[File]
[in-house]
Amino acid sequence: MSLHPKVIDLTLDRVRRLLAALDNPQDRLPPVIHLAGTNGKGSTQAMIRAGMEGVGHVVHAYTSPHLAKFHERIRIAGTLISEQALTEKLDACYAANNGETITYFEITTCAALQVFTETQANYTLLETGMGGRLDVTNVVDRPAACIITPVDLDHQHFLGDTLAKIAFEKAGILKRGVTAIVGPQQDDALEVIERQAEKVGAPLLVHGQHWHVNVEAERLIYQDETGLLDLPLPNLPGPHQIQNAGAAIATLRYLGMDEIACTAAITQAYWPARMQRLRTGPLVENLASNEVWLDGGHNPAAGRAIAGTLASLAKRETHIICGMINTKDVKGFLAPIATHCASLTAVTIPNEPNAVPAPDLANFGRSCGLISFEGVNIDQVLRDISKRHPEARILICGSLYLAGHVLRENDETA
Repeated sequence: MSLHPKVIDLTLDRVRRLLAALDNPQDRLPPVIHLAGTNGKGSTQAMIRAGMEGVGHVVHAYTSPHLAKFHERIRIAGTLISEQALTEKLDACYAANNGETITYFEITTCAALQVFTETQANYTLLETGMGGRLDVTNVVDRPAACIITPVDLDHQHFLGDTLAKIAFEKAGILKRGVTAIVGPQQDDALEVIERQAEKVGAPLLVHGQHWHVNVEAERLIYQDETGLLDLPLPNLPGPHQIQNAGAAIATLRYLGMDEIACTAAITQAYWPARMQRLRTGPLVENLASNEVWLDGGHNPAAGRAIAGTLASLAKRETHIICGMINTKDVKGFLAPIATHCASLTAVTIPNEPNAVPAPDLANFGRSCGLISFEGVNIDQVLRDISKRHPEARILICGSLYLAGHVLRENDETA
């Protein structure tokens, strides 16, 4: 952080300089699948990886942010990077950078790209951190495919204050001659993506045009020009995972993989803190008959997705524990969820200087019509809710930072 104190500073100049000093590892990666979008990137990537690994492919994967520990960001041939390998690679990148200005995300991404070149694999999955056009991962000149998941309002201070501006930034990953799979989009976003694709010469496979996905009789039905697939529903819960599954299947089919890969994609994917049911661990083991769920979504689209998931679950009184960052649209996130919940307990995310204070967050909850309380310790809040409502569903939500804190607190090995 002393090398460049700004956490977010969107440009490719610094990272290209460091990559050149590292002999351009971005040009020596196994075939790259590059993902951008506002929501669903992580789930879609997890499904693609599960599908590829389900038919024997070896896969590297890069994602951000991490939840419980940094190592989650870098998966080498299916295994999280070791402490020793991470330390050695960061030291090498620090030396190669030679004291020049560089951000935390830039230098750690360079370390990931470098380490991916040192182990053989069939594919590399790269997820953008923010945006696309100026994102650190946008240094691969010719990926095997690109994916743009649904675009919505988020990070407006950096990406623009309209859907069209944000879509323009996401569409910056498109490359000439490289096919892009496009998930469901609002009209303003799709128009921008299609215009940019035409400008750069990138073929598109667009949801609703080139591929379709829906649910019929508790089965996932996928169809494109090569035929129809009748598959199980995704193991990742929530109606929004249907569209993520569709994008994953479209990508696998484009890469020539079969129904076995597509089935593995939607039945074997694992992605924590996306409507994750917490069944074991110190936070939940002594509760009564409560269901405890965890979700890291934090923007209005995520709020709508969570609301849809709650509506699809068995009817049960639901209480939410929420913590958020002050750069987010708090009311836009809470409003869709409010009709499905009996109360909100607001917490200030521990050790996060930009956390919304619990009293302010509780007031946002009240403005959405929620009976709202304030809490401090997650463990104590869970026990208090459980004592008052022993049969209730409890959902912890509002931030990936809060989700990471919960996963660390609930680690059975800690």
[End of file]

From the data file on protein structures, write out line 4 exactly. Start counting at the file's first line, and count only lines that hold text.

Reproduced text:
């Protein structure tokens, strides 16, 4: 952080300089699948990886942010990077950078790209951190495919204050001659993506045009020009995972993989803190008959997705524990969820200087019509809710930072 104190500073100049000093590892990666979008990137990537690994492919994967520990960001041939390998690679990148200005995300991404070149694999999955056009991962000149998941309002201070501006930034990953799979989009976003694709010469496979996905009789039905697939529903819960599954299947089919890969994609994917049911661990083991769920979504689209998931679950009184960052649209996130919940307990995310204070967050909850309380310790809040409502569903939500804190607190090995 002393090398460049700004956490977010969107440009490719610094990272290209460091990559050149590292002999351009971005040009020596196994075939790259590059993902951008506002929501669903992580789930879609997890499904693609599960599908590829389900038919024997070896896969590297890069994602951000991490939840419980940094190592989650870098998966080498299916295994999280070791402490020793991470330390050695960061030291090498620090030396190669030679004291020049560089951000935390830039230098750690360079370390990931470098380490991916040192182990053989069939594919590399790269997820953008923010945006696309100026994102650190946008240094691969010719990926095997690109994916743009649904675009919505988020990070407006950096990406623009309209859907069209944000879509323009996401569409910056498109490359000439490289096919892009496009998930469901609002009209303003799709128009921008299609215009940019035409400008750069990138073929598109667009949801609703080139591929379709829906649910019929508790089965996932996928169809494109090569035929129809009748598959199980995704193991990742929530109606929004249907569209993520569709994008994953479209990508696998484009890469020539079969129904076995597509089935593995939607039945074997694992992605924590996306409507994750917490069944074991110190936070939940002594509760009564409560269901405890965890979700890291934090923007209005995520709020709508969570609301849809709650509506699809068995009817049960639901209480939410929420913590958020002050750069987010708090009311836009809470409003869709409010009709499905009996109360909100607001917490200030521990050790996060930009956390919304619990009293302010509780007031946002009240403005959405929620009976709202304030809490401090997650463990104590869970026990208090459980004592008052022993049969209730409890959902912890509002931030990936809060989700990471919960996963660390609930680690059975800690």